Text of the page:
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Scalar Particles as Alternative-Sensitive Expressions

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In this talk, I propose an analysis of scalar particles (‘even’) as alternative-sensitive expressions: such expressions can associate not only with FOC alternatives, but also with C(ontrastive)T(opic) alternatives, when present. I start off by pointing out some differences between exclusive (‘only’) and scalar(additive) particles, which raise problems for the classical restrictive view of scalar and additive particles as run-off-the-mill focus-sensitive expressions (Jackendoff 1972, Jacobs 1983, Rooth 1985, Beaver & Clark 2008). Next, I present a case study of adverbial ‘even’ in English, which shows that the semantic interpretation of this particle is sensitive to both FOC - and CT-information, albeit in different ways. I also show how the less restricted semantic behavior of alternative-sensitive ‘even’ can be accounted for by generalizing the analysis of FOC -‘even’ in Kay (1990). I then present additional empirical evidence from a variety of non-Indoeuropean languages, including Bura (Central Chadic), Ngamo (West Chadic), Nłeʔkepmxcin (Salish), and Vietnamese, which supports the claim that the semantic association behavior of scalar(-additives) expressions differs from that of exclusives in being not sensitive to FOC alone. I conclude with a discussion of some implications of these findings for Wagner’s (2012) recent re-analysis of CTs as indicating a sequence of hierarchically stacked focus operators.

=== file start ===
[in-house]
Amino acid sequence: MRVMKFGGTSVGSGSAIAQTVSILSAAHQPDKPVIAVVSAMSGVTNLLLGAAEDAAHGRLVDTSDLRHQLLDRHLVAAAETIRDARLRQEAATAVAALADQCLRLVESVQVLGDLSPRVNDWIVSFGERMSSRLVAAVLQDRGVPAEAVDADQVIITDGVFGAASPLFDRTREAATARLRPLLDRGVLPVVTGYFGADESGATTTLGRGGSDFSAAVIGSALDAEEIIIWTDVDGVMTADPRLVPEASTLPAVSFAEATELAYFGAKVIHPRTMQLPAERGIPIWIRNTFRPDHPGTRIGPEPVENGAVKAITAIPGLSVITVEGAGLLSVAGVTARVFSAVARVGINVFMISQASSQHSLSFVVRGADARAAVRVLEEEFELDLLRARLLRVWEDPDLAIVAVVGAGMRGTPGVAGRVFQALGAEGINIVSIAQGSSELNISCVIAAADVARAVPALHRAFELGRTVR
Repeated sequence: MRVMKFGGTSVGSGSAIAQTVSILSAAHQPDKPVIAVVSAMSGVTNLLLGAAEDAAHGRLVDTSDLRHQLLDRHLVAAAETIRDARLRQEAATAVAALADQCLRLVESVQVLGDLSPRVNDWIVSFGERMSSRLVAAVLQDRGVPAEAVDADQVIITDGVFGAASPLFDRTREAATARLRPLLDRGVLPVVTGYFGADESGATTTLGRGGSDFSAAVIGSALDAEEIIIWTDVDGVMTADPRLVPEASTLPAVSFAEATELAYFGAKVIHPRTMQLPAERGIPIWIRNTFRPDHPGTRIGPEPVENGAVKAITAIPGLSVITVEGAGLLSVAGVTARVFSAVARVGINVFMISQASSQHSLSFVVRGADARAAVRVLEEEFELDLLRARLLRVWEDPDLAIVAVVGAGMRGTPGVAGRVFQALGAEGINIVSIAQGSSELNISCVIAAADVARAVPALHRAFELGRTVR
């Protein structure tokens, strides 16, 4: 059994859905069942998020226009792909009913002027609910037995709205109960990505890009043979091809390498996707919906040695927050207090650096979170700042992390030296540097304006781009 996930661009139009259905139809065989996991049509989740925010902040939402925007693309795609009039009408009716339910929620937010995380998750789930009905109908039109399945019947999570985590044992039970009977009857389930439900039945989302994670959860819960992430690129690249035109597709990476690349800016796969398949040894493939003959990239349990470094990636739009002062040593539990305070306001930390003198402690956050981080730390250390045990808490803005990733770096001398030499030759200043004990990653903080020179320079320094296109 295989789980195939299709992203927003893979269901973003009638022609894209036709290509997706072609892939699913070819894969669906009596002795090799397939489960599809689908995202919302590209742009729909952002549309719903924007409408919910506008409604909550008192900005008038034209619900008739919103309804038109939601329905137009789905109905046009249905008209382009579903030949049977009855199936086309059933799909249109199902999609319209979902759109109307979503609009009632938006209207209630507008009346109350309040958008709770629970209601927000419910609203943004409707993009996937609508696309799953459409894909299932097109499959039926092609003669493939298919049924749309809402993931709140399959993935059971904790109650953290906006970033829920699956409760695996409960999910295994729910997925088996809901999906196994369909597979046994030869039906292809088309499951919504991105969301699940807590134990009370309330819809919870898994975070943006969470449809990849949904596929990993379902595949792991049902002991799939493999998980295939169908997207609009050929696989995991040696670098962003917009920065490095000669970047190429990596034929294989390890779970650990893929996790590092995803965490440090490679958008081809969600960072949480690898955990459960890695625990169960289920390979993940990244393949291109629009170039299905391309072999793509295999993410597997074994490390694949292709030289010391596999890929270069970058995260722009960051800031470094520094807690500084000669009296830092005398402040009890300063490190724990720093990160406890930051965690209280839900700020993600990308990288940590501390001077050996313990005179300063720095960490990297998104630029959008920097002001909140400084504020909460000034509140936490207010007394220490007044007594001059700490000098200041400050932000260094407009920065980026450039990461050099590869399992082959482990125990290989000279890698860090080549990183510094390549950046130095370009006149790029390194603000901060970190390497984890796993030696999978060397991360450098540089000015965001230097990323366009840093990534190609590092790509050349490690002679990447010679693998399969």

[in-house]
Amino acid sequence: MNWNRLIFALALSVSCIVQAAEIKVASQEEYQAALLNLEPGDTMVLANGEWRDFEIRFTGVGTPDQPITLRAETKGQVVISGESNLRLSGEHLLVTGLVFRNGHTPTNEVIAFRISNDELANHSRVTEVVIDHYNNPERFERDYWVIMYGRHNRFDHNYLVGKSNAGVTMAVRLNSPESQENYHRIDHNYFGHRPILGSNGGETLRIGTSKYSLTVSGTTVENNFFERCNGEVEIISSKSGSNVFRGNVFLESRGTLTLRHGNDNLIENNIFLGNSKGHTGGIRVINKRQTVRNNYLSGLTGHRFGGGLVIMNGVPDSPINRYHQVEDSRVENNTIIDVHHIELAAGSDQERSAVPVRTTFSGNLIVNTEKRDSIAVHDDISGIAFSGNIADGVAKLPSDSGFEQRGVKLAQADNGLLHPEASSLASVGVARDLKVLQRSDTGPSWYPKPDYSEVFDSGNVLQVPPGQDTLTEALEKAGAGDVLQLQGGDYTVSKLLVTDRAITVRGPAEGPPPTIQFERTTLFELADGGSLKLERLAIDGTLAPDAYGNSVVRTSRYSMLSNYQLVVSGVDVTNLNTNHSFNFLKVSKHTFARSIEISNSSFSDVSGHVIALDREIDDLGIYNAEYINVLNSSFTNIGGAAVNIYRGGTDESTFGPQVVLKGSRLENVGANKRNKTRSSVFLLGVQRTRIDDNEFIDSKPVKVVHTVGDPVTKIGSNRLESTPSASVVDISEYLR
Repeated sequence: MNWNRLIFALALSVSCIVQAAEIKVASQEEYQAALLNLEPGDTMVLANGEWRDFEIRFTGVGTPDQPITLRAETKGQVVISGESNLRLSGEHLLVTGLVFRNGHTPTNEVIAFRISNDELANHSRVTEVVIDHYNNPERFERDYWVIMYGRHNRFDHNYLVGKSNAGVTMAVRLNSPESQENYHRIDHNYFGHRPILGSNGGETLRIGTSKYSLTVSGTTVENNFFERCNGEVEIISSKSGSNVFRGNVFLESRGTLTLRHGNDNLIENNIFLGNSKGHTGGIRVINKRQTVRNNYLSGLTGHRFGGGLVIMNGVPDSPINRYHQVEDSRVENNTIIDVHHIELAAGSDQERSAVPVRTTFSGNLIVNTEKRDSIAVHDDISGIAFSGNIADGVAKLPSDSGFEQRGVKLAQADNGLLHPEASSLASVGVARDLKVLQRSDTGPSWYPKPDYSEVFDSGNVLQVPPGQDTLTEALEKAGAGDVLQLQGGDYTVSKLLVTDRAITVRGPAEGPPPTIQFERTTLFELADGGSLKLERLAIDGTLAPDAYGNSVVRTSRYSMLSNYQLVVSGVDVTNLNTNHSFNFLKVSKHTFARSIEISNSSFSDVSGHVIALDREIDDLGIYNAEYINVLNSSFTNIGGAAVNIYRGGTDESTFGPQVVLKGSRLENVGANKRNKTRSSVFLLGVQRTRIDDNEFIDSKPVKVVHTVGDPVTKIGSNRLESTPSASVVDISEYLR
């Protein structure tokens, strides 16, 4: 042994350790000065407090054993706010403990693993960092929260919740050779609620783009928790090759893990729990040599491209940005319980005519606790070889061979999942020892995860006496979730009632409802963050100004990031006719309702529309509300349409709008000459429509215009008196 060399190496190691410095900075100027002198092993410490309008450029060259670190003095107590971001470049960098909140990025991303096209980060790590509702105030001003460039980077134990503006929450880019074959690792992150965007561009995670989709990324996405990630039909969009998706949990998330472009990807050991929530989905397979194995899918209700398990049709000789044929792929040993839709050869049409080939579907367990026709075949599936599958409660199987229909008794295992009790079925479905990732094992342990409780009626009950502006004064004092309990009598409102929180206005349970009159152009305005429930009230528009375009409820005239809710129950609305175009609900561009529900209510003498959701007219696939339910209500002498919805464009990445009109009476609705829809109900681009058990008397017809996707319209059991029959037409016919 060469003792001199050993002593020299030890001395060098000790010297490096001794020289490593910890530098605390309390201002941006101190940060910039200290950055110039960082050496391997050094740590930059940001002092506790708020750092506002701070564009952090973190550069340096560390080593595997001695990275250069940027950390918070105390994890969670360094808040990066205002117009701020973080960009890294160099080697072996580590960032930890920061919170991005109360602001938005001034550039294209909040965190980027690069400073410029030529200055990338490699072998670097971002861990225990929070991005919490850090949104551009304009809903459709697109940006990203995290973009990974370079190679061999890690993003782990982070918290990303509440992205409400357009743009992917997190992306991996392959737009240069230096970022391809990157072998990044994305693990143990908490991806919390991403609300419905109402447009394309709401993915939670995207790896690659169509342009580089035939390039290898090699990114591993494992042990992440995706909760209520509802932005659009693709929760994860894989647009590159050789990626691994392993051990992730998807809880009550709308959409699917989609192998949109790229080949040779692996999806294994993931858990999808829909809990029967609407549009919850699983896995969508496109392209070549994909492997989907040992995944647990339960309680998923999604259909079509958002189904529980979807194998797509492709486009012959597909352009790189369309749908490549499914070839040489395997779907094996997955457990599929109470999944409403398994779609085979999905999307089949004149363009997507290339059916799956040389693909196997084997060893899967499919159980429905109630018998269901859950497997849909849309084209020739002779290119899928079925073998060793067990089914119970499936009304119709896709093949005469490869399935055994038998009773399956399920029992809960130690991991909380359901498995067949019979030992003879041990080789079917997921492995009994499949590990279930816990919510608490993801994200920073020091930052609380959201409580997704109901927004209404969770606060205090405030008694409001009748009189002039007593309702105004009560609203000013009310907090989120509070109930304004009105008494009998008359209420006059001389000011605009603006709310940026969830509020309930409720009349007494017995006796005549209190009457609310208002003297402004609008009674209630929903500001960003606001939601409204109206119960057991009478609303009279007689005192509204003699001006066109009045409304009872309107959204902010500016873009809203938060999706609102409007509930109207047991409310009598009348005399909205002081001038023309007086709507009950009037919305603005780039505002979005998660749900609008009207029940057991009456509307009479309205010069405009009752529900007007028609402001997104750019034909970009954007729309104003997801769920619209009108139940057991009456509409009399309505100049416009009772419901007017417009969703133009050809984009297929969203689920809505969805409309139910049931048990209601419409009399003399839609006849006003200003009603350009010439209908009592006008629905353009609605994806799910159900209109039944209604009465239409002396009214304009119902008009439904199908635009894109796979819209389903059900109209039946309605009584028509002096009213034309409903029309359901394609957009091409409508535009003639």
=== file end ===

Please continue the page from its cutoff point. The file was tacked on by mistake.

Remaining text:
This talk is part of the Cambridge University Linguistic Society (LingSoc) series.

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